It was not in New York alone that his aid was sought. He was overwhelmed on his arrival in the United States with a multitude of requests to visit various parts of the country and make addresses. Before he had been at home two months he had received about two thousand of these. One of them which appealed to him especially was to attend the Frontier Celebration at Cheyenne, Wyoming. He had many things in mind that he wished to say, for he felt that during his absence from the country the causes that were nearest to his heart had lacked a champion through the disinclination of the national administration to uphold them, and in consequence were slipping into the background of the public mind. To visit Cheyenne he would have to traverse many states and stop at many cities where addresses would be expected of him. He arranged an itinerary, prepared addresses for many of the principal points at which he was to speak, and in August, 1910, he set his face westward on a journey which covered more than five thousand miles and traversed fourteen States. He was accompanied by a host of newspaper correspondents and his formal addresses and occasional speeches were reported fully in the press. One of the first addresses to excite interest and hostile comment was made before the Colorado Legislature on August 29, 1910. In this he condemned the action of the

Supreme Court of the United States in two cases, in one of which it had declared unconstitutional a law enacted in New York State designed to abolish unhealthy conditions in bakeshops. Of this decision Roosevelt said: “The decision was nominally against State rights, really against popular rights. Such decisions, arbitrarily and irresponsibly limiting the power of the people, are of course fundamentally hostile to every species of real popular government." He was accused of "attacking the courts," and in a later speech at Syracuse, New York, on September 17, 1910, and in an article in the Outlook, of which he had been a contributing editor since leaving the Presidency, he explained fully his first utterance, citing in defense of his course the words of Lincoln in regard to the Dred Scott decision: “I believe the decision was improperly made, and I go for reversing it." He quoted also the dissenting opinion of three Justices of the Supreme Court in the Bake Shop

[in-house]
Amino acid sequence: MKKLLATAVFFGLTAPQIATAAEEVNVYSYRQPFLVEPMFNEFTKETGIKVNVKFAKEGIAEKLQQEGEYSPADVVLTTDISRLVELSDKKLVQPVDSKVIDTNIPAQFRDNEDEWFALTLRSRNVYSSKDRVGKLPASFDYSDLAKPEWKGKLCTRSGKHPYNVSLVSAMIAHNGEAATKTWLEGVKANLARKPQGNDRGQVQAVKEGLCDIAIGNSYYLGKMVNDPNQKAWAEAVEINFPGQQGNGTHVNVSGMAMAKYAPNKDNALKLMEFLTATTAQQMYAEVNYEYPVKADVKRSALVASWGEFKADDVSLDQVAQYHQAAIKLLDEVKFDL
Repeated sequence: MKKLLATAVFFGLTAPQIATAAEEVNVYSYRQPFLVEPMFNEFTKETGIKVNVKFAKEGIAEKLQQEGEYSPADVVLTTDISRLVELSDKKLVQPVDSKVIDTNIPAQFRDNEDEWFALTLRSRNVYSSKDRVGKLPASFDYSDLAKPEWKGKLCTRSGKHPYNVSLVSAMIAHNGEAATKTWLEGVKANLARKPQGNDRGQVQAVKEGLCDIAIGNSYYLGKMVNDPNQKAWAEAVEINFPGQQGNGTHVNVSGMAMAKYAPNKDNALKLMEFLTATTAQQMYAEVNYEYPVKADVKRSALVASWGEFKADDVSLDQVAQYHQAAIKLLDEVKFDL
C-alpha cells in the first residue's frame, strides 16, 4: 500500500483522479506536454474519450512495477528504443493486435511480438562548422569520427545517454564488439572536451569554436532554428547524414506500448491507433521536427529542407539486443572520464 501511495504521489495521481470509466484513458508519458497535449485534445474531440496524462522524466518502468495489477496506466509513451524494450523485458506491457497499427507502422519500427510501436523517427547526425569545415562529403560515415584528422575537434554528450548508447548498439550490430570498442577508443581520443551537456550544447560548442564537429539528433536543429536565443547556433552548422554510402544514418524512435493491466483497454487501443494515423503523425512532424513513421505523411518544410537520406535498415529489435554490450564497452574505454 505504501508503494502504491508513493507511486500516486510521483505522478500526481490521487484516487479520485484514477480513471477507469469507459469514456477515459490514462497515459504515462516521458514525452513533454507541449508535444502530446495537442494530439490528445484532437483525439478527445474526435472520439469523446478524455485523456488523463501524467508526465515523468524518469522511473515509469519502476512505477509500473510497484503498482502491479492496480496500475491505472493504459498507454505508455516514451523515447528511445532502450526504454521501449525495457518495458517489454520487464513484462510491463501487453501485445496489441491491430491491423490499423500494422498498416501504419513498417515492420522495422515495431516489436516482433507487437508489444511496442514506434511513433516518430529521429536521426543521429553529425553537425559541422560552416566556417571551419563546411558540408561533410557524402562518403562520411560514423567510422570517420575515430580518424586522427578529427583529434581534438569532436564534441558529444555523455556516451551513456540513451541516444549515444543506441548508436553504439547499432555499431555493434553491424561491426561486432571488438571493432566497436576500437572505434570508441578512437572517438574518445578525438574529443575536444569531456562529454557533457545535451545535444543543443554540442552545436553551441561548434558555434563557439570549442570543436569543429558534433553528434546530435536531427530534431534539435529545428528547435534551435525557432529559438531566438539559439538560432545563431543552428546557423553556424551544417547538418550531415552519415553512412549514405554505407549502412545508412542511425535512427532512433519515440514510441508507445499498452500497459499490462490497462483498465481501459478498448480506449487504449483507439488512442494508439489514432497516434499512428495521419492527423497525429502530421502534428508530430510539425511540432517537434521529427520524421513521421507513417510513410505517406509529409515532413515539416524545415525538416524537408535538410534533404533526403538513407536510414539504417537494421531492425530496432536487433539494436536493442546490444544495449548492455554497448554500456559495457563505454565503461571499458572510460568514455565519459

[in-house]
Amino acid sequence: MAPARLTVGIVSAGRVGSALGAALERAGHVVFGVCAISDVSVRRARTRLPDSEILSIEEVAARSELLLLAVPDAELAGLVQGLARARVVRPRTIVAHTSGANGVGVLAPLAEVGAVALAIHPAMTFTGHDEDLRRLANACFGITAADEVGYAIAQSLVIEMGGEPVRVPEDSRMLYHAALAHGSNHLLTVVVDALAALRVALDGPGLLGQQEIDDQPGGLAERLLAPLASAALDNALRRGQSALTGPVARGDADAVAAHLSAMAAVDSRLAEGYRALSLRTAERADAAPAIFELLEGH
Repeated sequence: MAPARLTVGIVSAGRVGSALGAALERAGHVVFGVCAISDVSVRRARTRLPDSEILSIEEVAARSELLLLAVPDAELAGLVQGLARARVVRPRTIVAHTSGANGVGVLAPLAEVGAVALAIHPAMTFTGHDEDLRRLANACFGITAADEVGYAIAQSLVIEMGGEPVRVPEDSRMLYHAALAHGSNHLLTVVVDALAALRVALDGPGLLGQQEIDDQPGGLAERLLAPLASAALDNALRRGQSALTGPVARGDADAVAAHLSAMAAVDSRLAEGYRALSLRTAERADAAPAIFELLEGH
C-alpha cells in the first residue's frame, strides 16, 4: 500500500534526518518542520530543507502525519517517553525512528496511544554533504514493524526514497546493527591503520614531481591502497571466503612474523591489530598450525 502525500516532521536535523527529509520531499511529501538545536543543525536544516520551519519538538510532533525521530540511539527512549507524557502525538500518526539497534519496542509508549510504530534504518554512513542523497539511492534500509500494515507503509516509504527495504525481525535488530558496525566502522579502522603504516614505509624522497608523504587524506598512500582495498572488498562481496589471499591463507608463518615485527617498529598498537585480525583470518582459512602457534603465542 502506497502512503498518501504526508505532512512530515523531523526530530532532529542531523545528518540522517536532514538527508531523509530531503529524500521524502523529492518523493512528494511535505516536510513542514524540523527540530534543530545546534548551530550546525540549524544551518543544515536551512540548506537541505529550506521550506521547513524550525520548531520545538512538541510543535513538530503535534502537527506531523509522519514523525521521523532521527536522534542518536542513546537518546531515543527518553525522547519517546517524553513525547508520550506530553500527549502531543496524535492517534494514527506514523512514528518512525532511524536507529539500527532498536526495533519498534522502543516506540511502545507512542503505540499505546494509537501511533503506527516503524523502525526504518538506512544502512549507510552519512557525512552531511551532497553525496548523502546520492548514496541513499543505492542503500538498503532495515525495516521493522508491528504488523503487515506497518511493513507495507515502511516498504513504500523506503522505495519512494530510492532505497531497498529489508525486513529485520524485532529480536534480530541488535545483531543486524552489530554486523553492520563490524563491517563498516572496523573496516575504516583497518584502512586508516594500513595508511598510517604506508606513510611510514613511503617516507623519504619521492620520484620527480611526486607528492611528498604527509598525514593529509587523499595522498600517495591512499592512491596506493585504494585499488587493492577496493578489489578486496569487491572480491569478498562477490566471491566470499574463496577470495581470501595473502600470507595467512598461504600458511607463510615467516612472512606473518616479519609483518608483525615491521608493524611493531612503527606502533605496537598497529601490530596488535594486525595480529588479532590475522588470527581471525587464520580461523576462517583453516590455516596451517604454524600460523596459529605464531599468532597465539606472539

Another address which aroused even more bitter criticism was that made on August 31, 1910, at the dedication of the John Brown battlefield at Ossawatomie, Kansas, under the title of the “New Nationalism." In this he reiterated the views which he had held when he was President in regard to governmental regulation and control of corporations, and in regard to labor and capital and other subjects. One passage in particular was sharply criticized as an "attack on property.” It was:

“The true friend of property, the true conservative, is he who insists that property shall be the servant and not the master of the commonwealth; who insists that the creature of man's making shall be the servant and not the master of the man who made it. The citizens of the United States must effectively control the mighty commercial forces which they have themselves called into being."

Writing to Senator Lodge, on September 12, 1910, in regard to the criticisms, he said:

Now what I said about the courts. This was suggested